Billing records show Lee Nielsen sent an invoice on August 15th subtotaling $205,637.50. Holyoak approved payment one day later, on the 16th. A more recent invoice from Lee Nielsen obtained by 2News Investigates, subtotals $122,625 dollars for August 1st through August 12th. The total of the two invoices is $328,262.50.
Those same billing records shows the attorney hourly rate ranged from $300 to as high as $750.
Lee’s hourly rate is $750.
Nielsen’s is $550.
Kitchen reviewed the legal billing records 2News Investigates obtained and said, “It’s concerning to see that you have a former Supreme Court Justice, a former Assistant Solicitor General out of the Attorney General’s Office coming together and profiting off a Bill that is frankly unconstitutional on its face.”
The procurement rule specifically says the attorney general's office shall ensure that fees for outside counsel are reasonable and do not exceed industry standards. But it does not define or indicate what reasonable is. 2News Investigates contacted the American Bar Association to find out what the industry standard is. The ABA sought out experts from a couple of ABA entities but was unable to find an expert to discuss fees.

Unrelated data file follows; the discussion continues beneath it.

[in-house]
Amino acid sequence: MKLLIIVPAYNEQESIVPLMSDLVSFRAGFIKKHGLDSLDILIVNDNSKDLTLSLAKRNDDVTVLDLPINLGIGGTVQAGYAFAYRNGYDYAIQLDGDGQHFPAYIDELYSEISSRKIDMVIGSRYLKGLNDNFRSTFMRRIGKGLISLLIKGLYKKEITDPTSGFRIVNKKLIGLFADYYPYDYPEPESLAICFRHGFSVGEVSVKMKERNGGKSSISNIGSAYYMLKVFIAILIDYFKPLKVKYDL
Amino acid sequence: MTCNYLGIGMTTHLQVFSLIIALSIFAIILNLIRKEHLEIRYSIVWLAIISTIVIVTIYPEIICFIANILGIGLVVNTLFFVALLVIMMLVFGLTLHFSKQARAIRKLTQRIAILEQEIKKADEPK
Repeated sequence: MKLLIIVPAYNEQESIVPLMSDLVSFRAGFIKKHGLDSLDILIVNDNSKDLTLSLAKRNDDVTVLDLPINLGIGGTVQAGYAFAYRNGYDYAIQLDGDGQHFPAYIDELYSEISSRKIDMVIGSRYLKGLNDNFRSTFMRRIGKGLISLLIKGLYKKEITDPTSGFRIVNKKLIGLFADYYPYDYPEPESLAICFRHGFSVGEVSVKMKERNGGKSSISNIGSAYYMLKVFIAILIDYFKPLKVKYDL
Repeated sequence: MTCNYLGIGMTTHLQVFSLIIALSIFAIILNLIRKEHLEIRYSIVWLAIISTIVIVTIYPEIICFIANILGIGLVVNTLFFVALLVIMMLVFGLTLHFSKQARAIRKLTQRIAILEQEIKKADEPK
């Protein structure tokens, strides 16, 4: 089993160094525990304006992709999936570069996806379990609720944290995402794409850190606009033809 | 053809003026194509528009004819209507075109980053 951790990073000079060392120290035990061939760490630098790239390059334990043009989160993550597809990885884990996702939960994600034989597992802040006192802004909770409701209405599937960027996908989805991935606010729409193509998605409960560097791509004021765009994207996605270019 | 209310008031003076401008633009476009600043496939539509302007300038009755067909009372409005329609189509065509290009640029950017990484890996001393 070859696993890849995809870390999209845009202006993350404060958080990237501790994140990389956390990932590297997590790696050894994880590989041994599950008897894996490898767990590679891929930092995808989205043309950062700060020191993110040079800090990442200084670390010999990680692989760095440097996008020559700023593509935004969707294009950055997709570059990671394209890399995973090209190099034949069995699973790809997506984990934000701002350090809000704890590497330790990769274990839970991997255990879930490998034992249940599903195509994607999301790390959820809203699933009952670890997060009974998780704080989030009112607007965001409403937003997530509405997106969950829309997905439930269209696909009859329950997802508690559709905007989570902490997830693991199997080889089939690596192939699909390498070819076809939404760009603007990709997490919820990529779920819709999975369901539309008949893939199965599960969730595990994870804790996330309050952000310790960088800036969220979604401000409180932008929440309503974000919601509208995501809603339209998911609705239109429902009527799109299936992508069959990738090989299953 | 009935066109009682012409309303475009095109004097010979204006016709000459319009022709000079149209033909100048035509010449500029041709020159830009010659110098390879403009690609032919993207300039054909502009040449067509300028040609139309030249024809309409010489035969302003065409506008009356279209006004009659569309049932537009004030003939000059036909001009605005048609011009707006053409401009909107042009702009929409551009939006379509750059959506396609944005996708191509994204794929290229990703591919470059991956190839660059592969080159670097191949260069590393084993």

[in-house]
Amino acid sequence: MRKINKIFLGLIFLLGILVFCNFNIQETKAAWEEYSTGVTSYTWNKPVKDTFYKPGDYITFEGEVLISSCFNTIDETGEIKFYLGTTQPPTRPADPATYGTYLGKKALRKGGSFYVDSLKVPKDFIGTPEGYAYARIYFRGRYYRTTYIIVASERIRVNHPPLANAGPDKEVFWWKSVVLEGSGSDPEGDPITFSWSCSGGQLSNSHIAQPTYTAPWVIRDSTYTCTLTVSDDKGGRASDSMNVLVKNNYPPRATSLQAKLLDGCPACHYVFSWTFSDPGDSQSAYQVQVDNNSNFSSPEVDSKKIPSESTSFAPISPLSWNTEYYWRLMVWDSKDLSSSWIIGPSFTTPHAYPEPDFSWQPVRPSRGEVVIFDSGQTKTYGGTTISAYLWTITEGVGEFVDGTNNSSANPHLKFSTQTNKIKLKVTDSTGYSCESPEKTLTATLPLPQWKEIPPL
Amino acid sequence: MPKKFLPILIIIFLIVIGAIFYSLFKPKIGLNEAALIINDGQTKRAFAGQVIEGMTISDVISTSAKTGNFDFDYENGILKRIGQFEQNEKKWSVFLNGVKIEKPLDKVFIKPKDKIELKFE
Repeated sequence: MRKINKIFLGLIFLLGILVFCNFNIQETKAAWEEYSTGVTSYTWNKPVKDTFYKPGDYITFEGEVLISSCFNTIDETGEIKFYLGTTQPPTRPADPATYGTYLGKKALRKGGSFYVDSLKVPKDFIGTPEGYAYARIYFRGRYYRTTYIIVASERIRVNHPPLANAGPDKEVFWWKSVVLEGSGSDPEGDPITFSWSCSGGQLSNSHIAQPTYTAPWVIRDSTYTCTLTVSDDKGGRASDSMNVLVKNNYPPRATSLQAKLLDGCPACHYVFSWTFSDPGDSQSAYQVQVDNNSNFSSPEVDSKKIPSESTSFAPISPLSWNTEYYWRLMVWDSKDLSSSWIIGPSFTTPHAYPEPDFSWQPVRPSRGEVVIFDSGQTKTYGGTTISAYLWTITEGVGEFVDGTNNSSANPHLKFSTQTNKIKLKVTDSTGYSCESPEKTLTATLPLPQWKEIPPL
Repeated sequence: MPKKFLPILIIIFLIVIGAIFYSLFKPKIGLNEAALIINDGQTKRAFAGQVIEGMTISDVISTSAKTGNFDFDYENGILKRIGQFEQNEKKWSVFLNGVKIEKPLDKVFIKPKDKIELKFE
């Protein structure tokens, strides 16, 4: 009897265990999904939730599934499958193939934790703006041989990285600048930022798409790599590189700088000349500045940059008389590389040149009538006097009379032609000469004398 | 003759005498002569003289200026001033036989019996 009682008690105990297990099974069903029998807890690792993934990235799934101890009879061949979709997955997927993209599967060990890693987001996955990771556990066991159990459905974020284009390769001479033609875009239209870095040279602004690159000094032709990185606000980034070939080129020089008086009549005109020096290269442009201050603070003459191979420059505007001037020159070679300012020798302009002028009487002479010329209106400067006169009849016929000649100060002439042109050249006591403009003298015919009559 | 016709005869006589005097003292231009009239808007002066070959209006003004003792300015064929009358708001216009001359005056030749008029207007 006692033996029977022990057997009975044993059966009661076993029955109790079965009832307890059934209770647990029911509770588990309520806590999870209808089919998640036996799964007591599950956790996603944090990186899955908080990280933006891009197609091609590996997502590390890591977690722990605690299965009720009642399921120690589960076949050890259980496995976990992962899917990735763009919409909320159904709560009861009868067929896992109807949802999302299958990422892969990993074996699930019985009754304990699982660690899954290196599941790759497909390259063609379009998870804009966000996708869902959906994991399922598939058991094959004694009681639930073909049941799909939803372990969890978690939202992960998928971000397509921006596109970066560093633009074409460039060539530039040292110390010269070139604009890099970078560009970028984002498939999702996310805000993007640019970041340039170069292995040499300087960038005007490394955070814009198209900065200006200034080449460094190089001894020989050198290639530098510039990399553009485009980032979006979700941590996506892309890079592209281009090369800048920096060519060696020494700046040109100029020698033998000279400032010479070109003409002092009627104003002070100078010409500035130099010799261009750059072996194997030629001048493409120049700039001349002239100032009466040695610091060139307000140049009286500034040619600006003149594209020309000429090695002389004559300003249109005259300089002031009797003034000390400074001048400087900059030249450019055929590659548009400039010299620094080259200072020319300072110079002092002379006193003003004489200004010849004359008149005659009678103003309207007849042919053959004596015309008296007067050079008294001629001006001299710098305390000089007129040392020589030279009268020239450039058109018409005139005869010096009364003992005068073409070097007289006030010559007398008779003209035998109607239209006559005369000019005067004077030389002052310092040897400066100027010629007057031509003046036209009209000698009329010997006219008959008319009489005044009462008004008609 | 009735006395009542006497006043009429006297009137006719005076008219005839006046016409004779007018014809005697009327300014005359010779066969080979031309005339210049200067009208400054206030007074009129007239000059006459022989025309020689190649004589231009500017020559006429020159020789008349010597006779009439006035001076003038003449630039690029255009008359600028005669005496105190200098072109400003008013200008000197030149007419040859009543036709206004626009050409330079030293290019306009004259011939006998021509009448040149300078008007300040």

So, we asked for and received a proposal a different law firm submitted to the AG’s office last year as a comparison. The cost proposal from the Consovoy McCarthy law firm was for the State to enter into an agency contract for legal services to assist the Attorney General’s Office with legal challenges to President Biden’s designation of national monuments regarding the Bears Ears National Monument Proclamation and the Grand Staircase-Escalante National Monument Proclamation. The cost proposal form reveals the hourly rate for the lead attorney and the senior attorney was $675. Lee commanded $75 dollars more per hour.